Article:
Once the inserts are gone, you’ll have five tri-wing screws to remove.
Now, close the hinge and remove the top of the shell. This is the part we’ll need to cut in order to accommodate the new, larger screen.
Now carefully slide out the ribbon from the slot in the shell and remove the existing screen assembly (it should just lift out).
Cutting The Shell
Looking at the inside of the top shell piece, there are two rails that currently secure the existing screen in place. To allow the new screen to fit, one of these rails needs removing to make space for it. This is the part where the lens doesn’t overlap the edge of the screen, on the left-hand side as you would look at the screen when the console is open, with the hinge part pointing down. You can see how with the plastic rail still in place, the left side of the screen won’t fit in the housing.
If you have a Dremel-type cutting tool, this may well be quicker and easier, but mistakes happen easily when working with power tools, so if you use this method, be sure to work carefully and slowly.
For this one, we used side cutters and a craft knife. We used the side cutters to gradually nibble away at the plastic using a small bit at a time. These small plastic parts will fly in all directions, so eye protection is advised; also try to point it away from yourself whenever possible.
Further into this job, you may want to alternate between the cutters and the knife; when using the knife cut away from yourself and NEVER allow your fingers to sit in the path of the blade. These knives are very sharp, and it is very easy to cut yourself if you are not careful.
For the final stage and to neaten up your cutting, slice a small layer at a time off with the knife, and once you reach the lowest point you can drag the blade across the surface to scrape away the last remaining bumps and achieve a relatively smooth surface.
Preparing The New Screen
Place the insulating film as neatly as you can on the back; making sure you cover the edges at the corner where the tab is situated for attaching the control board.
Attach the tab to the socket on the control board by lining it up and applying a little pressure until you feel a click.
Loop the ribbon around carefully to allow you to flip over the control board so it sits on the screen. Use a small amount of double-sided tape (we used half of the piece from the kit) to secure it in place, being careful to keep the edge of the control board parallel to the edge of the screen housing.
Check that the screen assembly drops into the frame on the housing (the part with the rectangular opening so you can see the screen). At this stage, we’ll leave the protective film in place. Usually, it will drop straight into place but in this case, there was a little resistance. It’s never a good idea to force these things and have the assembly under strain so if the fit is too tight, carefully use a knife to reduce the profile of the four raised areas inside the frame housing and make a bit more room for the screen.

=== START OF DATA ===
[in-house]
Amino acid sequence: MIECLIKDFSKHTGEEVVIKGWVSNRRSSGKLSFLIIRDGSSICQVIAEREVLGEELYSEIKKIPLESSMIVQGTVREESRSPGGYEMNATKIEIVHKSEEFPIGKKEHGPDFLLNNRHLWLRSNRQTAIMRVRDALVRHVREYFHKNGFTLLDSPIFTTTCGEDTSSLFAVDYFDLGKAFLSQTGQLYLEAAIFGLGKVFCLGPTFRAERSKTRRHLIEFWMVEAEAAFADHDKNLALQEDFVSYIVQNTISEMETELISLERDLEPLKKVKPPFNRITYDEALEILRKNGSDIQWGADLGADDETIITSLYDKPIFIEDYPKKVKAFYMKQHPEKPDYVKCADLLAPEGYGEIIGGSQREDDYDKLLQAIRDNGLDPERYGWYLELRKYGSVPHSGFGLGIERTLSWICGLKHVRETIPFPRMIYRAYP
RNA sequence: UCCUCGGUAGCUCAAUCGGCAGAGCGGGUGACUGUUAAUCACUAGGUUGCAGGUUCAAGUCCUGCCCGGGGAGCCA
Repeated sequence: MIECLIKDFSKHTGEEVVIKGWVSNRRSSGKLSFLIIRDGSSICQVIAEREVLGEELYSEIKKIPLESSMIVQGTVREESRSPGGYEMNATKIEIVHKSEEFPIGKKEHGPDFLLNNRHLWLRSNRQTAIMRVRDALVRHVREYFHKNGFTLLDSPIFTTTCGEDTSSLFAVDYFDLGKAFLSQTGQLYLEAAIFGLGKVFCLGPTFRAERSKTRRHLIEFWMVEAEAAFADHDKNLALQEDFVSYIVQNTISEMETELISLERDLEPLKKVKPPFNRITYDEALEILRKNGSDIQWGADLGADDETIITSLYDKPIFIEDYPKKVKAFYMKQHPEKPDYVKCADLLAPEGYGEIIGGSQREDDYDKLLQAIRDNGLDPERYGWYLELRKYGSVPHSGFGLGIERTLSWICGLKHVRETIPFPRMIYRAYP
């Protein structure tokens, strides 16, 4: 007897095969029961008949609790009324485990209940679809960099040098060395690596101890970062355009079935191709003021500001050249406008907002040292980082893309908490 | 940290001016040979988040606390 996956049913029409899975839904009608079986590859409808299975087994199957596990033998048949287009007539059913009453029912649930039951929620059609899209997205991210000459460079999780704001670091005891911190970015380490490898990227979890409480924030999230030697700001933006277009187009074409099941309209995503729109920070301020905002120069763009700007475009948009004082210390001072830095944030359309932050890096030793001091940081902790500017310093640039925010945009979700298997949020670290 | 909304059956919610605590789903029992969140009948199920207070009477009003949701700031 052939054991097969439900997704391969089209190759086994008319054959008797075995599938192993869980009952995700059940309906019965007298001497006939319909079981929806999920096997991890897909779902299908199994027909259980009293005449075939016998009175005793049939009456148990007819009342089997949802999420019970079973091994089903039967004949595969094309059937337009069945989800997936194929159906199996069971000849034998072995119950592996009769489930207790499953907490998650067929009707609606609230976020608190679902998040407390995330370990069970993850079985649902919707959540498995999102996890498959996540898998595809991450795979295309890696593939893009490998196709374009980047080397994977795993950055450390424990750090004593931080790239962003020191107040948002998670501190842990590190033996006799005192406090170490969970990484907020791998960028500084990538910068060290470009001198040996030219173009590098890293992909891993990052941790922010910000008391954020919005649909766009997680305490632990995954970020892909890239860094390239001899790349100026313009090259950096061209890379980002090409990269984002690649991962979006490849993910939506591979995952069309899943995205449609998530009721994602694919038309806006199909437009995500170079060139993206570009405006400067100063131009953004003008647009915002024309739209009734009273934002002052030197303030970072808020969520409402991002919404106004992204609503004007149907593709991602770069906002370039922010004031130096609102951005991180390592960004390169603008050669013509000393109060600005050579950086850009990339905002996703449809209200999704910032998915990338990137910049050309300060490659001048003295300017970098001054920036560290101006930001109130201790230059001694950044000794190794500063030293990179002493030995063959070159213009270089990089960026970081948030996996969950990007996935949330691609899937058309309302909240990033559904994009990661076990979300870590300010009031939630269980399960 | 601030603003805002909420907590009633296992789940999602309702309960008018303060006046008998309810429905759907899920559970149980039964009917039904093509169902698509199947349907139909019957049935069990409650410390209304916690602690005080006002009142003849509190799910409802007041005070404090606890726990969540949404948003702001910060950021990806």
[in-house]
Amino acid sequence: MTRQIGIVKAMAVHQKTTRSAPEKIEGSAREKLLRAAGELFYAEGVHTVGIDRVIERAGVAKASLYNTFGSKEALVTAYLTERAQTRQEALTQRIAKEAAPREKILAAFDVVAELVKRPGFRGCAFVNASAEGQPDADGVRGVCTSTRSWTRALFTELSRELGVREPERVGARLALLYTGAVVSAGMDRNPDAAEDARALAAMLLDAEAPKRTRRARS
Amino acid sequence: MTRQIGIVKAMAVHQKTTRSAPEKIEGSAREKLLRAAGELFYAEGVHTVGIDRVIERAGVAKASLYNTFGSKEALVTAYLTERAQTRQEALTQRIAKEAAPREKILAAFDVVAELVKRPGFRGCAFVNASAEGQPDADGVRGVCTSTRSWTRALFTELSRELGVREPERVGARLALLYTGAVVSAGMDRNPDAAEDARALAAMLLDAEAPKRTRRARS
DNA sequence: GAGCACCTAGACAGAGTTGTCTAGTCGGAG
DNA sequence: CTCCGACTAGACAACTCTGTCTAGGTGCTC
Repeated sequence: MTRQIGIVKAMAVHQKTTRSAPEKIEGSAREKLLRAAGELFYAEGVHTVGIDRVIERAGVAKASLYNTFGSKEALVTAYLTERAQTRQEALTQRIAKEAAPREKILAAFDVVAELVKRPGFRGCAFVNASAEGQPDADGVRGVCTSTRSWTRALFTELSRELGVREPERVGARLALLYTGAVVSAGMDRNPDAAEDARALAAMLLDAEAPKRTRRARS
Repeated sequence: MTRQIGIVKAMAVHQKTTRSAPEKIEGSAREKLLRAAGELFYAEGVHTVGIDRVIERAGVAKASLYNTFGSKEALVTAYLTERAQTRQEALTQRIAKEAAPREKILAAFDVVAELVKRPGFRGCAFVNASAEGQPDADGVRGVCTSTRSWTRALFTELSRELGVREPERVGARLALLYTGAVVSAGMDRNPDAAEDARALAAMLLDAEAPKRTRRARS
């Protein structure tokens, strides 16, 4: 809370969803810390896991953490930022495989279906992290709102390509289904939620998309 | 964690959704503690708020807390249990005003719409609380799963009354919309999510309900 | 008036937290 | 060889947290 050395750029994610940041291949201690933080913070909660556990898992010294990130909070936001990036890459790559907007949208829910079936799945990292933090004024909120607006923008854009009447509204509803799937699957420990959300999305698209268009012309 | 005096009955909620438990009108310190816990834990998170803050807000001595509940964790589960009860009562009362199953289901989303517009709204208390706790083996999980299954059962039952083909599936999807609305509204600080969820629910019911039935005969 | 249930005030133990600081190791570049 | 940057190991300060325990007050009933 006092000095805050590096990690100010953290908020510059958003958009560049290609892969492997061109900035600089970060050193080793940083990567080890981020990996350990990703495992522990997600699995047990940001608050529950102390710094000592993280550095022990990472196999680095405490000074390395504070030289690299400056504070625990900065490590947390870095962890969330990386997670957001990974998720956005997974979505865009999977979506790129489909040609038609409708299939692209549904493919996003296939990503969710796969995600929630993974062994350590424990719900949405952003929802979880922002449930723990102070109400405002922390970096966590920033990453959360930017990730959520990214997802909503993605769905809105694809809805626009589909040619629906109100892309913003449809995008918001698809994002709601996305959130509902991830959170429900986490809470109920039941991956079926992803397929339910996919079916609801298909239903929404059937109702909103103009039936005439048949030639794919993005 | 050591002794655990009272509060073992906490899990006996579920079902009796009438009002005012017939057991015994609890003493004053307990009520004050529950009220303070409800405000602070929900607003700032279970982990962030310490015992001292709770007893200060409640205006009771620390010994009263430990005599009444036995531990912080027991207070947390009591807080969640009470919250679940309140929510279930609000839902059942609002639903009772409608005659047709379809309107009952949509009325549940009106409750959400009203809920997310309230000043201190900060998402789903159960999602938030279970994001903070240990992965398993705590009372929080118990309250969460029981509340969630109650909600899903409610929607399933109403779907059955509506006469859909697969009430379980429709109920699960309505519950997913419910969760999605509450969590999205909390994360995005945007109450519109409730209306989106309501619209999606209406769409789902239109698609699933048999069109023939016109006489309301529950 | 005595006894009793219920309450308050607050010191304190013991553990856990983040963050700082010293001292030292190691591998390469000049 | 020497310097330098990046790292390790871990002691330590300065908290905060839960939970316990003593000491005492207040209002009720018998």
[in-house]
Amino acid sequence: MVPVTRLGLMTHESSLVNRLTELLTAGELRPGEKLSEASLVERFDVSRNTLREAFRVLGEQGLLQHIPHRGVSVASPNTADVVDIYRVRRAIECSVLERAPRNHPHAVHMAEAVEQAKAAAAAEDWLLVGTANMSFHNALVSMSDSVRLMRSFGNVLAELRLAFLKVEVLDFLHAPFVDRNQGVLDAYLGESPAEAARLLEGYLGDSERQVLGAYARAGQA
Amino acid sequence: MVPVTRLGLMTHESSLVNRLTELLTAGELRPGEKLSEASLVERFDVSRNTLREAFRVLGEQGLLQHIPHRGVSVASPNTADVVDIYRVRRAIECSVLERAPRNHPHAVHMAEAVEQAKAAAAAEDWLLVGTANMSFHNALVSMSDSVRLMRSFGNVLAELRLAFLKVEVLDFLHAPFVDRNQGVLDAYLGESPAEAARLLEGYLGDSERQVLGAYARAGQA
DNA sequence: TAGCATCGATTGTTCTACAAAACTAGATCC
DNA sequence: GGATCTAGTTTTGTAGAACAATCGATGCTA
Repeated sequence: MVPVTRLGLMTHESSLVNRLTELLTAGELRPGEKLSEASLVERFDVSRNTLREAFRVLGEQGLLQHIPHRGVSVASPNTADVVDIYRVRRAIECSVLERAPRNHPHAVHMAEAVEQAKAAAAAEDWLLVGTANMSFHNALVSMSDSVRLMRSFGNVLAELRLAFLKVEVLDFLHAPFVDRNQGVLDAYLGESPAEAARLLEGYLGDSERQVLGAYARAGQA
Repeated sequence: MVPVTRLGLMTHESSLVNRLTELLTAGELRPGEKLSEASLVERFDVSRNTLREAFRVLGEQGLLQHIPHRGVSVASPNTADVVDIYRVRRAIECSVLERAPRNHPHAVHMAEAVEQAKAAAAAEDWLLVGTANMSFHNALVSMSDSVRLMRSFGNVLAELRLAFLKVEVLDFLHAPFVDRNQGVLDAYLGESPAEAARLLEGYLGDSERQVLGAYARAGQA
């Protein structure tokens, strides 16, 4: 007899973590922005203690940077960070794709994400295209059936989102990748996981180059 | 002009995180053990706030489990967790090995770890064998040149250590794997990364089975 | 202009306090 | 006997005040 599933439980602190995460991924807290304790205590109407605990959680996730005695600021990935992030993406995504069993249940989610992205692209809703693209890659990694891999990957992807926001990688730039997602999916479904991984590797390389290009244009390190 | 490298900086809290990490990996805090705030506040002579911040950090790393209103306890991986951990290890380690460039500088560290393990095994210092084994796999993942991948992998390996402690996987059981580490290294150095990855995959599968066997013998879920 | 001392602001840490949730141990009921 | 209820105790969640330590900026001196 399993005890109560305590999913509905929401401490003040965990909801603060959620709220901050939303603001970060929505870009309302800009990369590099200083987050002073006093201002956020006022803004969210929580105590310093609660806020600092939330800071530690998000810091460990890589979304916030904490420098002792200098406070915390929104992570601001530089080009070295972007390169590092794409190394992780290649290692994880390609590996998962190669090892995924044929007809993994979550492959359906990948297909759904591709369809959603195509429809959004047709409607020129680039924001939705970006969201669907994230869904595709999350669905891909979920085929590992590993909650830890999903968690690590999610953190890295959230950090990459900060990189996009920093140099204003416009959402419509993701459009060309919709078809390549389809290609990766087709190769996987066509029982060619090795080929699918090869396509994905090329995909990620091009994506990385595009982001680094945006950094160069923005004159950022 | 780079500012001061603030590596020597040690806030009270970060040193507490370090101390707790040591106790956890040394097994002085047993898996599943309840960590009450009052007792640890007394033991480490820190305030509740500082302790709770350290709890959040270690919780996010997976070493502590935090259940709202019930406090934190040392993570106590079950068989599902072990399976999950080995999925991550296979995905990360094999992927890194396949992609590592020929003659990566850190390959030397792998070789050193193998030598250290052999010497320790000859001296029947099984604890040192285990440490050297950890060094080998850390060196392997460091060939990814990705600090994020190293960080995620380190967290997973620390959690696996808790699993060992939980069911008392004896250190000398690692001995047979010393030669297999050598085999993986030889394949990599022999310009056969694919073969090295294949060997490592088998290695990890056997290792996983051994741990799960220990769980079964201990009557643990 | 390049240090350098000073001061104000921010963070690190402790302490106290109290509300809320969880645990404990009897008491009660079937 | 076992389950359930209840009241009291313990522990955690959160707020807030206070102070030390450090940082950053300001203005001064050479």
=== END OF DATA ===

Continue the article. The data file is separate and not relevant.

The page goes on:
You don’t want to remove too much, so it moves around, just try to achieve a snug fit without having to force it. Better to remove a small amount at a time and keep checking it.
Once the screen drops comfortably into the housing, gently place the top of the shell in place (it won’t close up properly yet, don’t force it!) and take note of the plastic area that is keeping the top shell from closing up properly; this is the part that will end up near the control board on the back of the screen. Safely trim this part away with the craft knife, removing a thin layer at a time and being careful not to cut any of the outside edge of the casing.
Gently test the fit and remove more plastic as necessary until the lid fits on comfortably without needing to squeeze it shut. You don’t want to be applying any pressure on the LCD or control board as this could permanently damage the display.
Installing The Screen
Once the lid is trimmed and will fit correctly, you have two other jobs to do. Firstly, loop the ribbon over once and feed the tip through the slot in the shell, just like the old screen.
Next, reattach the hinge cap piece; this will help keep the ribbon in place. You can put the lid of the shell in place but don’t screw it together yet.
Hold the shell together so the screen doesn’t drop out, hold the cap in place and use the crosshead screw to secure it.
A note on reinserting screws into plastic: there will be a thread cut into the plastic from last time the screw was fitted, that you want the screw to go back into. If you just screw straight in, you run the risk of it cutting a new thread and shearing off the plastic, preventing a secure fit. To avoid this happening, first turn the screw anticlockwise until you feel a little “pop” as the screw locates in the threaded hole. Then, turn clockwise and it should screw into place with little resistance. Turn the screw until it is in place and no more – avoid overtightening as, again, this could permanently damage the plastic and cause an unsatisfactory fit.
Brightness Control (Optional)
You need to prepare two points with solder. Solder will only stick to hot metal, so the process involves heating the pad first with the tip of the soldering iron, melting a small amount of solder onto the pad while the iron is in place, and briefly leaving the iron in place afterwards to allow the solder to flow properly. The whole process will only take a few seconds and if you get it right it will sit like a tiny dome shape on the metal contact you soldered to.